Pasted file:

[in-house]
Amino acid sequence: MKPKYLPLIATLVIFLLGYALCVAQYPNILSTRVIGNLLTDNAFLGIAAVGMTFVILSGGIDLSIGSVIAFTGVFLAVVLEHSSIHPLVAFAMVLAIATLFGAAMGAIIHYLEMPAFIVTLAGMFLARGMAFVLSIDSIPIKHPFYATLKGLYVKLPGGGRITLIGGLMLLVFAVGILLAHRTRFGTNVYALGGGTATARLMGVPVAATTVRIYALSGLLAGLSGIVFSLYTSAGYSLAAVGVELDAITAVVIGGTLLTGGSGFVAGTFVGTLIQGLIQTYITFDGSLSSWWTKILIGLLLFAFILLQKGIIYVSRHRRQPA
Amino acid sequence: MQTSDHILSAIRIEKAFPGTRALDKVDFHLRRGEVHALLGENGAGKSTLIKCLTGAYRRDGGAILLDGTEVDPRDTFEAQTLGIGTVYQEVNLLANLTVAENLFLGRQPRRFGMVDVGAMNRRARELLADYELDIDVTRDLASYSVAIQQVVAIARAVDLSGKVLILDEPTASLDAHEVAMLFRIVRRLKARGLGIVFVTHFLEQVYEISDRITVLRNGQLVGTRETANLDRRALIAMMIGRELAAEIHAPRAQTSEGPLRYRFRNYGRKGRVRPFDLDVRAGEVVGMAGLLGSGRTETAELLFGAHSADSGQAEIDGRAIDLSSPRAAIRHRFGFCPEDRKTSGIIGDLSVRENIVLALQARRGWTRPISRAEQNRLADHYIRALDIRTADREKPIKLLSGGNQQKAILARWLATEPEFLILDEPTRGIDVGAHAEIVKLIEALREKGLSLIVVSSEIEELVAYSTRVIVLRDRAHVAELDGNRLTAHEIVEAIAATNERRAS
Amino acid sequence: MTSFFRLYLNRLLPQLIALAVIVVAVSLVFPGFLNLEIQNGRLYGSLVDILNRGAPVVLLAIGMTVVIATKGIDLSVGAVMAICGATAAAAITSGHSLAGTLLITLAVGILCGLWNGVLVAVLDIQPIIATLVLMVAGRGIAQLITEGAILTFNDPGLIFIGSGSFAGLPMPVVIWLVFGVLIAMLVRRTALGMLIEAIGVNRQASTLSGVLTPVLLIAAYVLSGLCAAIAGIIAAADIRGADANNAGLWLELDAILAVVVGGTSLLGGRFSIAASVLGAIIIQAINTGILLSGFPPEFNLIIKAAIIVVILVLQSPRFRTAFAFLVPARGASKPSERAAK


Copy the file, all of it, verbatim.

[in-house]
Amino acid sequence: MKPKYLPLIATLVIFLLGYALCVAQYPNILSTRVIGNLLTDNAFLGIAAVGMTFVILSGGIDLSIGSVIAFTGVFLAVVLEHSSIHPLVAFAMVLAIATLFGAAMGAIIHYLEMPAFIVTLAGMFLARGMAFVLSIDSIPIKHPFYATLKGLYVKLPGGGRITLIGGLMLLVFAVGILLAHRTRFGTNVYALGGGTATARLMGVPVAATTVRIYALSGLLAGLSGIVFSLYTSAGYSLAAVGVELDAITAVVIGGTLLTGGSGFVAGTFVGTLIQGLIQTYITFDGSLSSWWTKILIGLLLFAFILLQKGIIYVSRHRRQPA
Amino acid sequence: MQTSDHILSAIRIEKAFPGTRALDKVDFHLRRGEVHALLGENGAGKSTLIKCLTGAYRRDGGAILLDGTEVDPRDTFEAQTLGIGTVYQEVNLLANLTVAENLFLGRQPRRFGMVDVGAMNRRARELLADYELDIDVTRDLASYSVAIQQVVAIARAVDLSGKVLILDEPTASLDAHEVAMLFRIVRRLKARGLGIVFVTHFLEQVYEISDRITVLRNGQLVGTRETANLDRRALIAMMIGRELAAEIHAPRAQTSEGPLRYRFRNYGRKGRVRPFDLDVRAGEVVGMAGLLGSGRTETAELLFGAHSADSGQAEIDGRAIDLSSPRAAIRHRFGFCPEDRKTSGIIGDLSVRENIVLALQARRGWTRPISRAEQNRLADHYIRALDIRTADREKPIKLLSGGNQQKAILARWLATEPEFLILDEPTRGIDVGAHAEIVKLIEALREKGLSLIVVSSEIEELVAYSTRVIVLRDRAHVAELDGNRLTAHEIVEAIAATNERRAS
Amino acid sequence: MTSFFRLYLNRLLPQLIALAVIVVAVSLVFPGFLNLEIQNGRLYGSLVDILNRGAPVVLLAIGMTVVIATKGIDLSVGAVMAICGATAAAAITSGHSLAGTLLITLAVGILCGLWNGVLVAVLDIQPIIATLVLMVAGRGIAQLITEGAILTFNDPGLIFIGSGSFAGLPMPVVIWLVFGVLIAMLVRRTALGMLIEAIGVNRQASTLSGVLTPVLLIAAYVLSGLCAAIAGIIAAADIRGADANNAGLWLELDAILAVVVGGTSLLGGRFSIAASVLGAIIIQAINTGILLSGFPPEFNLIIKAAIIVVILVLQSPRFRTAFAFLVPARGASKPSERAAK